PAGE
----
Ethical imperatives for legal educators to promote law student wellbeing

Nigel Duncan*, Rachael Field, Caroline Strevens

*Corresponding author for this work

Research output: Contribution to journalArticleResearchpeer-review

Abstract

There is currently a debate about resilience and wellbeing of law students and legal practitioners. Tension has developed between a movement promoting the wellbeing of students and those who criticise that movement for individualising responsibility and enabling managers to evade their responsibilities. This article seeks a constructive resolution of that tension. It proposes ethical obligations for intentional curriculum design for the promotion of student well-being and the ongoing well-being of practitioners. In order to do this it explores different theoretical perspectives on ethical practice. It then uses self-determination theory, a theory of positive psychology, as a basis for applying the outcome of this analysis to the task of educating lawyers. Finally, it considers the implications of these analyses for the continuing responsibilities of the relevant communities: legal educators; practitioners, their employers and managers; regulators; and for the individual law student and lawyer.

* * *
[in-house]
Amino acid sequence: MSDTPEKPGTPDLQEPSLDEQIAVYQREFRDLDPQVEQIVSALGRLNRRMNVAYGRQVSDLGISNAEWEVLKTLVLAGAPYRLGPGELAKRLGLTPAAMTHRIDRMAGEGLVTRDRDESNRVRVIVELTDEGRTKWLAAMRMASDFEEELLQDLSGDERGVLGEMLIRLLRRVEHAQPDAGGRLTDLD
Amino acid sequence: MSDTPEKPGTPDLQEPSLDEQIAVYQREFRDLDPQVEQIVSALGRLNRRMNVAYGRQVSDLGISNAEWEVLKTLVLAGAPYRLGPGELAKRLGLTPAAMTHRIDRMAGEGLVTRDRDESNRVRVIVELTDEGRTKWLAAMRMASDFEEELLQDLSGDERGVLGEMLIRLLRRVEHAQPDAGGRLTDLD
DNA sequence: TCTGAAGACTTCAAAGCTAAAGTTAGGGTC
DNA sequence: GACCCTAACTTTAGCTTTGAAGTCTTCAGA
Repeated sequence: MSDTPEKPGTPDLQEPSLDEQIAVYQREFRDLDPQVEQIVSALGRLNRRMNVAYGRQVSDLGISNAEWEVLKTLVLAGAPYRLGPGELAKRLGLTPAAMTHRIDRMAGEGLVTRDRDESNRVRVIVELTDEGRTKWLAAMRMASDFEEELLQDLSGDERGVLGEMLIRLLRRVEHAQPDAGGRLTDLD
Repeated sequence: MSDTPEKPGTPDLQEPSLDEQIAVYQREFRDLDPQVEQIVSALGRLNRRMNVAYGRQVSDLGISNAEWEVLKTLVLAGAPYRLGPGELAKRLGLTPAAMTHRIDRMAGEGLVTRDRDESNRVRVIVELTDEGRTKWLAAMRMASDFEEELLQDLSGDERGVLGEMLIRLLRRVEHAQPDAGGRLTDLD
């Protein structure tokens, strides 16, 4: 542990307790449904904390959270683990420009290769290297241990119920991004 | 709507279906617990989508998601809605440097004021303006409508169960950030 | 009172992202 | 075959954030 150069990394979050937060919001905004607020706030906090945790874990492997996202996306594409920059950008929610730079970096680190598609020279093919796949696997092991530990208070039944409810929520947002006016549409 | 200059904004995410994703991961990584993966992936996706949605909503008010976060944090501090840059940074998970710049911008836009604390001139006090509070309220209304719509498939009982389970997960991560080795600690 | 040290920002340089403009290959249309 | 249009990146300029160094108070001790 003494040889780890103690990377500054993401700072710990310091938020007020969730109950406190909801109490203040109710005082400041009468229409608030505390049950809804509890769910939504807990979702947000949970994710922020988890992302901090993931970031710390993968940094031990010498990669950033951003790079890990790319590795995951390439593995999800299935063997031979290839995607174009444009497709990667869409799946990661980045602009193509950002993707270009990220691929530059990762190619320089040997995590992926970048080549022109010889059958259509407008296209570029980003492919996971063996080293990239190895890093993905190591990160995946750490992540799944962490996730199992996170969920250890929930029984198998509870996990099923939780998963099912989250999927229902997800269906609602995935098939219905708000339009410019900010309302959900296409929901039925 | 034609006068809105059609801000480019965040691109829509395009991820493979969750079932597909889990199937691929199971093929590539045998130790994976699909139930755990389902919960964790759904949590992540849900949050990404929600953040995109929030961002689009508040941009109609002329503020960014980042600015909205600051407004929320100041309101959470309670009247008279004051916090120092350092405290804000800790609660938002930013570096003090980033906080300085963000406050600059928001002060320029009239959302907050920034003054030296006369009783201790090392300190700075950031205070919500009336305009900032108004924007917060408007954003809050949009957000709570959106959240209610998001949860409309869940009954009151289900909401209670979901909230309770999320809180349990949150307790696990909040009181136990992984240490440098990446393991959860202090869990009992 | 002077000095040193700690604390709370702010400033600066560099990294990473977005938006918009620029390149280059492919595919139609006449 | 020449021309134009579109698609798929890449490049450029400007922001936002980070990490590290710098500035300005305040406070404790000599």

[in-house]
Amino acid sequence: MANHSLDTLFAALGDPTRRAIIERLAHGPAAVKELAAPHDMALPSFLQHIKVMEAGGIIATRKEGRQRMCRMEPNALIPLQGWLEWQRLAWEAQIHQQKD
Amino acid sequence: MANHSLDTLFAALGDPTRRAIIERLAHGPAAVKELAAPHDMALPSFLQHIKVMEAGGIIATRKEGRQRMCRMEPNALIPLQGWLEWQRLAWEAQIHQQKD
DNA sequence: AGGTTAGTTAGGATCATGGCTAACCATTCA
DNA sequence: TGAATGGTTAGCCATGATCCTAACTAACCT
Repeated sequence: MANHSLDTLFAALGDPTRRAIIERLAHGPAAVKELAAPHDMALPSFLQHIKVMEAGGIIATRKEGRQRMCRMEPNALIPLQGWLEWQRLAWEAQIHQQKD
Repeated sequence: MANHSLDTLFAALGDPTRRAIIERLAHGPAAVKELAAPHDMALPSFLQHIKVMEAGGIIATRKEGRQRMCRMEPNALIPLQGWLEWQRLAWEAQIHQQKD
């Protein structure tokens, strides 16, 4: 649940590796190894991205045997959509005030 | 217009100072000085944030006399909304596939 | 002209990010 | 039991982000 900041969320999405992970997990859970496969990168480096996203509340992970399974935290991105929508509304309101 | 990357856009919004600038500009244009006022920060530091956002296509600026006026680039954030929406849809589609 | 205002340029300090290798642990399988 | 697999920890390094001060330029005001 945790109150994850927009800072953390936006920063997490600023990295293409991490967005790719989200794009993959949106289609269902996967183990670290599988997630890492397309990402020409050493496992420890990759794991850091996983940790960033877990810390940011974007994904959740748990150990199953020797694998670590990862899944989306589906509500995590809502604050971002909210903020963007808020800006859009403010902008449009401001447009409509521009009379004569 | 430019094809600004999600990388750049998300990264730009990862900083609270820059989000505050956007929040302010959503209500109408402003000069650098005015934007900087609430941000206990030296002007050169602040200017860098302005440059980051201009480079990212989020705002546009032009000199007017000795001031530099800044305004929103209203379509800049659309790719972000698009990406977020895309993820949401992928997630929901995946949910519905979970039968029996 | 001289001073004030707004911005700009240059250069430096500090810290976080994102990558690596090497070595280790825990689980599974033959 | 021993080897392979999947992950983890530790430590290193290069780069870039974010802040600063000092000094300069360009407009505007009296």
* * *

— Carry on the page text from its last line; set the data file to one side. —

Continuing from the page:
Original languageEnglish
Pages (from-to)65-88
Number of pages24
JournalLegal Ethics
Volume23
Issue number1-2
DOIs
Publication statusPublished - 15 Oct 2020

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